Similarly, people from Milwaukee and Madison and other places around Wisconsin have vacation homes in Door County. But we were told the big crowds -- and big money -- come from Chicago, about a four-hour drive away.

An aid to sailors in Bailey's Harbor

     We stayed at a lodge in Bailey's Harbor on Lake Michigan, considered the "quiet side" of the peninsula. The more touristy side borders Green Bay where the water is warmer. There are more beaches on the bay. There's more shopping and things to do with the kids. And apparently the fishing is better. I don't fish. So I can't confirm that piece of advice.

Johnson's Swedish Restaurant in Sister Bay ... that's real grass on the roof

     We found several nice restaurants in Sister Bay, Fish Creek and Egg Harbor, all with outdoor seating. We went to the beach, took a bike ride through Peninsula State Park, spent some time shopping for presents and souvenirs. But with a grandchild around (as many of you no doubt know) we spent most of our time on the playground running after a toddler.

Remember, we're in America's dairyland

     We drew the line at changing diapers. That's a parent's job, not a grandparent's responsibility. Don't you think?

A cove in Bailey's Harbor

     We're back home now. But we're planning a trip to the Massachusetts Cape Cod later in September -- to visit friends, eat lobsta and clam chowda, and maybe even go for a swim. The Cape can still be warm in September.

Wednesday, September 8, 2021

Journey Across the Water

     I never paid attention to the Great Lakes. I'm not even sure I could name all five of them. Can you?

     I spent most of my life in New York state, which borders Lake Erie and Lake Ontario, and I now live in Pennsylvania which also touches Lake Erie. But I have always lived downstate so the waters I see are not the Great Lakes, but Long Island Sound, the Atlantic Ocean, the Hudson and Delaware rivers.

     To be sure, I have spied Lake Michigan a few times, when I was in Chicago, and once I glimpsed Lake Erie from Buffalo. I've also seen Niagara Falls -- does that count? But the Great Lakes simply do not loom large in my mind.

     Until a couple of weeks ago. That's when we boarded a ferry to cross Lake Michigan. It turns out . . . those lakes are big!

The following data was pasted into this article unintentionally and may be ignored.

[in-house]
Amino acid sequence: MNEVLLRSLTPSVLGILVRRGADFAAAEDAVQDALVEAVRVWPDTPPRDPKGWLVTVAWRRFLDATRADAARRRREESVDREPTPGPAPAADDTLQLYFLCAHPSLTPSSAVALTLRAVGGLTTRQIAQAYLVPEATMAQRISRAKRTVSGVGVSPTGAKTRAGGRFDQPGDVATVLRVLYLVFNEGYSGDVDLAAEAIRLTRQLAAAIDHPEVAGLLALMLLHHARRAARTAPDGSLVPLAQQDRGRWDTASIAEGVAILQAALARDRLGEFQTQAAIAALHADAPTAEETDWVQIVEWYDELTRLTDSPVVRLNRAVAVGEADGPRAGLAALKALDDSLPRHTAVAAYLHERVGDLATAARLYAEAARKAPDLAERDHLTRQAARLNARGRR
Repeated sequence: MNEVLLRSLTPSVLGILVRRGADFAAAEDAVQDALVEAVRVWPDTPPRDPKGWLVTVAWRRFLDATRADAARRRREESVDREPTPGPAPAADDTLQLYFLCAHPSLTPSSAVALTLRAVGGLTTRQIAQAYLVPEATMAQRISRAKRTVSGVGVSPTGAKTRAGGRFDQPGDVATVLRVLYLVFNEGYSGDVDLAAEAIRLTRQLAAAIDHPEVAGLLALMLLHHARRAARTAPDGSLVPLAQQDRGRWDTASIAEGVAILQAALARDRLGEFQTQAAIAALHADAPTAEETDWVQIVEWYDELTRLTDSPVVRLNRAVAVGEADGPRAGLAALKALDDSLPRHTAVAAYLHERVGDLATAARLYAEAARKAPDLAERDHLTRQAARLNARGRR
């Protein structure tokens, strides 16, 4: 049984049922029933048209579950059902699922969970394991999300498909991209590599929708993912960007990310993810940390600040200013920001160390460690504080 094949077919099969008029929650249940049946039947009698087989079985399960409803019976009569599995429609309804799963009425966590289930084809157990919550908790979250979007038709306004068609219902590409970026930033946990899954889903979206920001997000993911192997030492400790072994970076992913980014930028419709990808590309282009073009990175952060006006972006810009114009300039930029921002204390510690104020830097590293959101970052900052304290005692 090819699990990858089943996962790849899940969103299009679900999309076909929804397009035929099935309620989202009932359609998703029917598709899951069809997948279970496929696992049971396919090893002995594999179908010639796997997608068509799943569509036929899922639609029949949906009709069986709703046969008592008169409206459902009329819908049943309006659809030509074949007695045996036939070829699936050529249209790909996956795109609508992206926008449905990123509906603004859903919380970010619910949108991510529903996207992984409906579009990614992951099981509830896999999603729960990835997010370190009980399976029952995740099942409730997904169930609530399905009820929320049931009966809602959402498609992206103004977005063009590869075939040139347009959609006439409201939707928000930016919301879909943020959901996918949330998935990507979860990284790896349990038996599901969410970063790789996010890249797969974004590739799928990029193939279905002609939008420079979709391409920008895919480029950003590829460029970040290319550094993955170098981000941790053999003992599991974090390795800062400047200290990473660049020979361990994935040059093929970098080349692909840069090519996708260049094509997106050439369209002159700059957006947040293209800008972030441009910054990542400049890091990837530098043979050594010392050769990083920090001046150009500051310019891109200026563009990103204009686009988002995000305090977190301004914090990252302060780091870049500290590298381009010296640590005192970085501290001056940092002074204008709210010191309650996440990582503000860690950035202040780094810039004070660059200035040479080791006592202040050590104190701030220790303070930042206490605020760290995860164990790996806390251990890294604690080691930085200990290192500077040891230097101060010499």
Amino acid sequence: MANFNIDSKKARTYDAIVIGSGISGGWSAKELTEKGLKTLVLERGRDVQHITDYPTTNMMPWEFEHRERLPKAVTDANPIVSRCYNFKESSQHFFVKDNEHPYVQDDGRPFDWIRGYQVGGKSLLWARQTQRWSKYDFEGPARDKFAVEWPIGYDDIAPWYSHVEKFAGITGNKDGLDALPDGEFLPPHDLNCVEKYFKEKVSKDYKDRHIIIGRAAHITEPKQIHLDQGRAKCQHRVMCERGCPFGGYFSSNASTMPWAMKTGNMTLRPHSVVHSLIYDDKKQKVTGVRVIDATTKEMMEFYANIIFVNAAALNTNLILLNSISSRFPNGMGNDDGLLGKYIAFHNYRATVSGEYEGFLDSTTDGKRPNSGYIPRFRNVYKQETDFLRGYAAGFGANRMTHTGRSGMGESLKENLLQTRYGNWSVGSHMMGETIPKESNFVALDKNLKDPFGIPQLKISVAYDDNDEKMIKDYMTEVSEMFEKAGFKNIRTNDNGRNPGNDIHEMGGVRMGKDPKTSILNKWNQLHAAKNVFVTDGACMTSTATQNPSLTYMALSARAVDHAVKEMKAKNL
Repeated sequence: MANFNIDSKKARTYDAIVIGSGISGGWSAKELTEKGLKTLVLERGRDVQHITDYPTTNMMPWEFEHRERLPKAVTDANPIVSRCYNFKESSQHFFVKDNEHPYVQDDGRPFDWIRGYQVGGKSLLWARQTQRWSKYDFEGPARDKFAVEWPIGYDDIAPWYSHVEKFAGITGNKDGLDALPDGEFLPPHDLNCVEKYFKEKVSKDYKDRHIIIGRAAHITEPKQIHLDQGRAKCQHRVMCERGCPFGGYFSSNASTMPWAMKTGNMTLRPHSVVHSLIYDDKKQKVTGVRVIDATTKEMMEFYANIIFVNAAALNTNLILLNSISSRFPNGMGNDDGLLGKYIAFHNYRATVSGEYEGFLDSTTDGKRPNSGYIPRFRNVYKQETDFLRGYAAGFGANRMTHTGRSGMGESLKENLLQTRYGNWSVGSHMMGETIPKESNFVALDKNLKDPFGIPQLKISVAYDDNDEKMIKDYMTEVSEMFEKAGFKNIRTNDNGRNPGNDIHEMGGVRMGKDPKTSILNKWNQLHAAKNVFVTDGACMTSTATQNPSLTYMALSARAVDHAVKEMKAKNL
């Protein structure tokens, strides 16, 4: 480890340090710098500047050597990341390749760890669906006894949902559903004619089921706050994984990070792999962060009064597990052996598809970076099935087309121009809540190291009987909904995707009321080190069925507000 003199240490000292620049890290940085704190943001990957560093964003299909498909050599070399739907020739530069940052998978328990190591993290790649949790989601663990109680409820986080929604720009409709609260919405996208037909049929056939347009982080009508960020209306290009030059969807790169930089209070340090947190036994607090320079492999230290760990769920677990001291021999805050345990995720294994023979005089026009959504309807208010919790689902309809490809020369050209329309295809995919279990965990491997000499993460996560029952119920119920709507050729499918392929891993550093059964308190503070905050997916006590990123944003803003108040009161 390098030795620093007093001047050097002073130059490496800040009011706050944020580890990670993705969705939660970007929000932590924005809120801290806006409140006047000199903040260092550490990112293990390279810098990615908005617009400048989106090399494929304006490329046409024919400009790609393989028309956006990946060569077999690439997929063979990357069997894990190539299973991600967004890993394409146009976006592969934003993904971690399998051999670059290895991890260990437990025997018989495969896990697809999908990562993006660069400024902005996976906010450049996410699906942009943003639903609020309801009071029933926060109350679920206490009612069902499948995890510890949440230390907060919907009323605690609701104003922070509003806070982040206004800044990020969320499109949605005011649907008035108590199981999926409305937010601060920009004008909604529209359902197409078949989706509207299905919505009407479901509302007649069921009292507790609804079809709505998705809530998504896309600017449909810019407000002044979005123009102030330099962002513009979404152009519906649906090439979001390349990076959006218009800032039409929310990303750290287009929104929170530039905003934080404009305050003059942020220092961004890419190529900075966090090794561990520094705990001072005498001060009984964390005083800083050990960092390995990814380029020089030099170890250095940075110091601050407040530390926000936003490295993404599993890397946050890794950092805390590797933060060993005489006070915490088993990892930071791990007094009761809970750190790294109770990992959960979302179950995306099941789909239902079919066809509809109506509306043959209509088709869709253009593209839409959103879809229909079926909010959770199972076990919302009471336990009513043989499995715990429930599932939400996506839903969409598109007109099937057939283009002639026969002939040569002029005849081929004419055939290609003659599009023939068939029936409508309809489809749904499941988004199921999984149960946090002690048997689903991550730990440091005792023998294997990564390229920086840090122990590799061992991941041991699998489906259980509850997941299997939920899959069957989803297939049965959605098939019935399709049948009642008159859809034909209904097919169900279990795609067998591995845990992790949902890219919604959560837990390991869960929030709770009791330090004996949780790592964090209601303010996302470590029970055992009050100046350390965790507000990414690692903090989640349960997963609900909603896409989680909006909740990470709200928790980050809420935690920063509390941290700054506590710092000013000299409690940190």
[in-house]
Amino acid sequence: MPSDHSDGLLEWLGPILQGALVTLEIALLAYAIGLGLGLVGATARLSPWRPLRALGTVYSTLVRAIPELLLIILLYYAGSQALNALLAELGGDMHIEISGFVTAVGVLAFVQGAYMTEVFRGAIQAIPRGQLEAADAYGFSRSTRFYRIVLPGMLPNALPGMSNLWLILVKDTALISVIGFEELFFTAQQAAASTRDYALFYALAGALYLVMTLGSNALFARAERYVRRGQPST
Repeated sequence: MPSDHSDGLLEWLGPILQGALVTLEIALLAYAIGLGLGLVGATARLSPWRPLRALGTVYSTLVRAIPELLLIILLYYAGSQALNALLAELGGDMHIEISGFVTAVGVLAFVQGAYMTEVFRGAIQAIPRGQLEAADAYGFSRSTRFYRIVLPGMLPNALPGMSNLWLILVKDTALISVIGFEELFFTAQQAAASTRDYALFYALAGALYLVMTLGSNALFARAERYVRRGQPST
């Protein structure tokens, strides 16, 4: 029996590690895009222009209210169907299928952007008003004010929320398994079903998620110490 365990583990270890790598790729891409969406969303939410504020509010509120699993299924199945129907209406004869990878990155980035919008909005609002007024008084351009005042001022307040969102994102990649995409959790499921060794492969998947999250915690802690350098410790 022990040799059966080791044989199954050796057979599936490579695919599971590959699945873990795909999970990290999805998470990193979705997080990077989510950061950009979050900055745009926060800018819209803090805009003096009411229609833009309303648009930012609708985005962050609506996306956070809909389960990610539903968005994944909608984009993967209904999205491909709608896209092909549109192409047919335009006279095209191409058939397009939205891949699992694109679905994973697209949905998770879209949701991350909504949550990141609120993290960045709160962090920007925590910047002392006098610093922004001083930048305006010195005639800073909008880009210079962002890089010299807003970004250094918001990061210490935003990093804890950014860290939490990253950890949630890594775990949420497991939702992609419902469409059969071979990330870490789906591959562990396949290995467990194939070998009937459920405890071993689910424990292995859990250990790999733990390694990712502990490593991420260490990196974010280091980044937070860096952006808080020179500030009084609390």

Harbor in Muskegon, Mich.
   We left Muskegon, Mich. at 10:15 a.m., heading west, due to arrive in Milwaukee, Wis. at 11:45 a.m.. An hour-and-a-half voyage, I thought. But no, it's actually a 2-1/2-hour journey because of the time change, from Eastern time to Central time. And that's the high-speed ferry. The regular ferry takes four hours to make the crossing.

Ship docked in Muskegon

     It's about 90 miles across the lake, and you're out of sight of land for half the trip. It's a lot of water, which is why the Great Lakes are called an inland sea -- the largest group of freshwater lakes on earth, according to one source, containing 21% of the fresh water on the surface of the globe.

Michigan fishing boat

     The Great Lakes are subject to storms and rolling waves. But when we made the crossing the waters were calm. In case you're wondering, masks were required inside the rather spacious cabin, but not outside since the speed of the boat created a 30-40-mph wind in our face. 

Goodbye Muskegon

     But we knew we couldn't let complacency overtake us. After all, we were headed to Door County for a week's vacation. This region of Wisconsin is like a finger sticking out into Lake Michigan, with the lake to the east and Green Bay on the other side.

Open water

     The county is named from the French Porte des Morts, or Death's Door. The name refers back to a deadly raid in the 1600s by a group of Native Americans against a rival tribe. But later the name proved providential for Europeans since the passage became the site of scores of deadly shipwrecks suffered by French explorers and others who dared make the turn around the northern tip of the peninsula into the safety of Green Bay.

Land ho!

     According to the Great Lakes Shipwreck Museum, in all at least 6,000 ships and 30,000 lives have been lost on the Great Lakes. Some historians say the numbers are even higher, as many as 25,000 ships in the course of the past 300 years.

Milwaukee skyline

     But as I said, the day we were on the lake the waters were calm, the sailing smooth, the trip offering a safe and pleasant morning. And so we continued on . . . to tempt the fates of Door County.